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Election 2000: Bush Reaches Out to African-Americans; Gore Attempts to Solidify BaseAired July 12, 2000 - 1:21 p.m. ET
THIS IS A RUSH TRANSCRIPT. THIS COPY MAY NOT BE IN ITS FINAL FORM AND MAY BE UPDATED.
KYRA PHILLIPS, CNN ANCHOR: Capital punishment has emerged as a flash point in Bush's presidential campaign, though he insists his state has never executed an innocent person. In his 5 1/2 years as governor, Texas has put 136 inmates to death, far more than any other state. Death penalty protesters interrupted Bush's introduction this week at the NAACP convention in Baltimore.
NATALIE ALLEN, CNN ANCHOR: Well, today, Al Gore spoke to the same group, and he too was interrupt, but by standing ovations. There were hugs all around as the Democratic presidential nominee-to-be entered the convention hall. Gore kept the mood alive by pledging his support for public schools and hate crimes laws, and for ending so- called racial profiling by police. Bottom line, Gore says he, not Bush, is the real friend of African-Americans.
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VICE PRES. AL GORE (D), PRESIDENTIAL CANDIDATE: I have come here not just in an election year, but year after year. I worked with you. I have stood with you. I am proud to have won some battles alongside you. You are American heroes because, for 91 years now, you've been the foot soldiers for justice and freedom. For 91 years now, you have been dedicated to lifting every child, leveling every barrier and leaving no one behind.
(END VIDEO CLIP)
ALLEN: Conventional wisdom says Gore is preaching to the choir while Bush is whistling in the wind, but the usual Democratic and GOP constituencies can't be taken for granted this time around.
And to explain that is the executive producer of CNN's political unit. Beth Fouhy, who joins us.
Beth, why not?
BETH FOUHY, EXEC. PRODUCER, CNN POLITICAL: Hi, Natalie. Well, I think this is an interesting year because you've got a Republican candidate in George W. Bush who's really trying to break a lot of stereotypes. He has made a big point of going out, reaching out to non-traditional constituencies for Republican candidates. The black community is one. He did go to the NAACP convention, as we mentioned. He -- Bob Dole did not go in 1996. So he really made an effort to sort of bridge a gap that had been there. And he's talking about things that really matter to a lot of disenfranchised communities. He's trying to raise the level of hope, as he is always saying, for a lot of underprivileged people. The real question is whether or not that rings true with the minority community.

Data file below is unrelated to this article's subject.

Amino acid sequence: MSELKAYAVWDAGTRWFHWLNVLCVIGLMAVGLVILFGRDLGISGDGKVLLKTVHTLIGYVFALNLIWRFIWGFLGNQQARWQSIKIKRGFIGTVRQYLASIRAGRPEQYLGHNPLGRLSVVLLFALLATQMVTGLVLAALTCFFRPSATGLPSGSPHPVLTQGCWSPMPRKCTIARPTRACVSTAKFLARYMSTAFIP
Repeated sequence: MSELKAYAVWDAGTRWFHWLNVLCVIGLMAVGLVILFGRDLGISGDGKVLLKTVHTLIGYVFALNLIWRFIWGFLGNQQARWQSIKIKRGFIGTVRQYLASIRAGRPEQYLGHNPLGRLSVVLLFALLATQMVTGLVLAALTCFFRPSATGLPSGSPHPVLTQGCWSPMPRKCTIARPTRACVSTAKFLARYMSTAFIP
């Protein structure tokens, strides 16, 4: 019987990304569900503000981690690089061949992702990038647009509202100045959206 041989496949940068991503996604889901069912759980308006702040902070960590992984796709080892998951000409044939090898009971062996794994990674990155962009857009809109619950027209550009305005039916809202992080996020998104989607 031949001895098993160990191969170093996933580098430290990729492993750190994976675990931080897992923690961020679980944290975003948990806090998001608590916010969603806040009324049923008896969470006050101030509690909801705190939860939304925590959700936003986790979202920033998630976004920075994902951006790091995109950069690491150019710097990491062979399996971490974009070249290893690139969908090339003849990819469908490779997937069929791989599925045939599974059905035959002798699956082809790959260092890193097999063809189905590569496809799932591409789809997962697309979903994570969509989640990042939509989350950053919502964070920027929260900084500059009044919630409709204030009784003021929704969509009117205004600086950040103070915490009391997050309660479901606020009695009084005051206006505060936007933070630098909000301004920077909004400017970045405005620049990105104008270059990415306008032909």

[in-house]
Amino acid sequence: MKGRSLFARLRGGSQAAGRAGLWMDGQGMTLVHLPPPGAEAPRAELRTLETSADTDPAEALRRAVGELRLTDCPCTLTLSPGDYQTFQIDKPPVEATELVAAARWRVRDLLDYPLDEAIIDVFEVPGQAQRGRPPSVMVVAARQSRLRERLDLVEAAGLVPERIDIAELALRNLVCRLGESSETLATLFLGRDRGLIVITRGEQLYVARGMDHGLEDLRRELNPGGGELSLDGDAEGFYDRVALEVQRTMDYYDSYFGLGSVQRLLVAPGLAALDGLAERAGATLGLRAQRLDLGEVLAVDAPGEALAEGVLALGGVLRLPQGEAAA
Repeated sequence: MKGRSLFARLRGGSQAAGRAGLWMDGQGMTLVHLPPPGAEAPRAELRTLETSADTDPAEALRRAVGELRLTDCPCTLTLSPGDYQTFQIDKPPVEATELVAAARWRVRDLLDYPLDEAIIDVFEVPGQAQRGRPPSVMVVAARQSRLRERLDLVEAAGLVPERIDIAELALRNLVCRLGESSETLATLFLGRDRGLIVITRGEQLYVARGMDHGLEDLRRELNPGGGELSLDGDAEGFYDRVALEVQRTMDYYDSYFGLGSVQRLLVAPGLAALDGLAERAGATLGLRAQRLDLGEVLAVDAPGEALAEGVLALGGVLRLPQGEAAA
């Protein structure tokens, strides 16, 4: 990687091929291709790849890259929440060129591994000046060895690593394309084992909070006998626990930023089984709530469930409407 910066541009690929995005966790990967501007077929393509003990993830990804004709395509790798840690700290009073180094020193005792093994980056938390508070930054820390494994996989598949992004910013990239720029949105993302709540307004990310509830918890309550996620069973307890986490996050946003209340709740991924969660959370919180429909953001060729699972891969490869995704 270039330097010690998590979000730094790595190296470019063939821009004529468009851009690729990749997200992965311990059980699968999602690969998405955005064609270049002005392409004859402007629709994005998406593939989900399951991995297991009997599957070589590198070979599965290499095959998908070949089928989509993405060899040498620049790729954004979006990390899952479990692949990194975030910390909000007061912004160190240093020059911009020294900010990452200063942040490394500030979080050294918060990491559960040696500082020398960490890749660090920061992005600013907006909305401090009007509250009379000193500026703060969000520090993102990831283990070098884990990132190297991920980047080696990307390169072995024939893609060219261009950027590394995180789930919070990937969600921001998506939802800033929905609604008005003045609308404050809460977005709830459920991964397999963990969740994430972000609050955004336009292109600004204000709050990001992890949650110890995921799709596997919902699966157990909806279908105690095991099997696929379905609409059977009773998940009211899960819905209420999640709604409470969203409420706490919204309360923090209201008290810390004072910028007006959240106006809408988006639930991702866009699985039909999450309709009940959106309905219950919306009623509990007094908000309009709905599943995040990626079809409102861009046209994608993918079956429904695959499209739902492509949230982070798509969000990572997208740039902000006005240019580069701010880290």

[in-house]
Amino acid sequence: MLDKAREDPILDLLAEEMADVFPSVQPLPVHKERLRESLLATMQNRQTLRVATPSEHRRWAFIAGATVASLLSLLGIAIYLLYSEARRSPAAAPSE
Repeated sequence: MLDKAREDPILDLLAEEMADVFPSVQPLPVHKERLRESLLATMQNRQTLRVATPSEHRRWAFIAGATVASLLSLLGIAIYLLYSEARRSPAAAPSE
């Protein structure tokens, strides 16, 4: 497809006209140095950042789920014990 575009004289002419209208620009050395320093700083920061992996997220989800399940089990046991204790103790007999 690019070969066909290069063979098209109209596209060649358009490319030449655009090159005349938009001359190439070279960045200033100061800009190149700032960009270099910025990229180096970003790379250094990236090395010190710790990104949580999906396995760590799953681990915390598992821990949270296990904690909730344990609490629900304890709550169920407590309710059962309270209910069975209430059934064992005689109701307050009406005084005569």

We were just seeing Al Gore speaking to the NAACP. He enjoys something like an 80 percent approval rating among African-American voters. I don't think that George W. Bush is probably going to seriously erode that, but he's making efforts that could definitely win him some votes.
ALLEN: What are the issues that Mr. Bush and many African- Americans might not see eye-to-eye on?
FOUHY: Well, the death penalty is one. You had a story on that just a couple of seconds ago. That is a really big flash point for a lot of African-Americans: the vast number of death penalty cases in this country that seem to be African-American, also in Texas. He has presided, he, Governor Bush, over many, many more executions than any other governor. So that's a really big problem for a lot of people in the African American community.
Also, a lot of the folks out on the trail where Governor Bush goes to visit complain that he comes, he takes a picture, he stands there. It's a very good opportunity for him to look moderate, but then he never really does anything to help those people in the communities that he targets for campaign opportunities. So the question is whether he's really going to follow through on any of these things anytime soon.
ALLEN: Well, he definitely is known for someone who's made solid gains in the Hispanic community.
ALLEN: And knowing that, could that spill over for him? Could African-Americans take a second look at him because of that?
FOUHY: Well, I think those communities are very, very different. And he's got a huge Hispanic community in Texas, so they know him. The percentage of blacks in that state is a lot smaller. The Hispanic community is definitely the largest minority in Texas.
But I do think he has definitely hit on something that is working for him across the board, this conveying constantly that he is a different kind of Republican, that groups that have, in the past, never wanted to vote Republican or have looked askance at most Republican candidates are at least taking a second look. They may not come his way, but he is definitely reaching away from his base and into a new community, where Al Gore is still trying to solidify his base. The black community, labor organizations, a lot of the people who typically vote Democratic are still people that he is courting very assiduously, whereas the base is so unified behind Governor Bush that he's reaching out to new communities. And that's a very big step in this campaign.
ALLEN: And coming up in convention season, we'll probably be hearing more of that courting, too, in just a few weeks.
FOUHY: Exactly. You definitely will.
ALLEN: Beth Fouhy, CNN political unit in Washington, thank you.
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